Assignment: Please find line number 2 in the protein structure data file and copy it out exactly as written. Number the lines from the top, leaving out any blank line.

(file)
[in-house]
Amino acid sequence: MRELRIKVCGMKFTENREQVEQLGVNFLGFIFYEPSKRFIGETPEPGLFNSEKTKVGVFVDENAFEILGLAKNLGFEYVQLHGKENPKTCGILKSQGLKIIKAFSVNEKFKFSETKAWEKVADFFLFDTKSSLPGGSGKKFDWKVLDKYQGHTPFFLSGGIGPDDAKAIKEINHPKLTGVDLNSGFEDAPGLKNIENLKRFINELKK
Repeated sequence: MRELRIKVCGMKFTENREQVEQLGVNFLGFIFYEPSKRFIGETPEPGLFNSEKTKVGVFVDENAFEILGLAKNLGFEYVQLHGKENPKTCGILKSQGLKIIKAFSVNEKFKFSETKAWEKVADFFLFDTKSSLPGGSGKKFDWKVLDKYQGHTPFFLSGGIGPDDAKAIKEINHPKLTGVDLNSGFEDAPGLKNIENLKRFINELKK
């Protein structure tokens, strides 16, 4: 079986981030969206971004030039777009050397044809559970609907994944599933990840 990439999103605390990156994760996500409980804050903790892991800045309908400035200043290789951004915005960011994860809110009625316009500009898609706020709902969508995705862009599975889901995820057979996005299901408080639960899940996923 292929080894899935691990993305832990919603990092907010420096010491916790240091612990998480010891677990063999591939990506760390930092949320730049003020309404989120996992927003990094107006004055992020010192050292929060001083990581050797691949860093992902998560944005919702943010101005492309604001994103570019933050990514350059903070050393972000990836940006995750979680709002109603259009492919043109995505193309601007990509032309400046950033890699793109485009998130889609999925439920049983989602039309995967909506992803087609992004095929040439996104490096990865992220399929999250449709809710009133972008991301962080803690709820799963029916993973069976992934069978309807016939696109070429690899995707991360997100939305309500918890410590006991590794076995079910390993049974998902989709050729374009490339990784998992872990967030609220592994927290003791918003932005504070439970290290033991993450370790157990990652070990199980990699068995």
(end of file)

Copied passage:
Amino acid sequence: MRELRIKVCGMKFTENREQVEQLGVNFLGFIFYEPSKRFIGETPEPGLFNSEKTKVGVFVDENAFEILGLAKNLGFEYVQLHGKENPKTCGILKSQGLKIIKAFSVNEKFKFSETKAWEKVADFFLFDTKSSLPGGSGKKFDWKVLDKYQGHTPFFLSGGIGPDDAKAIKEINHPKLTGVDLNSGFEDAPGLKNIENLKRFINELKK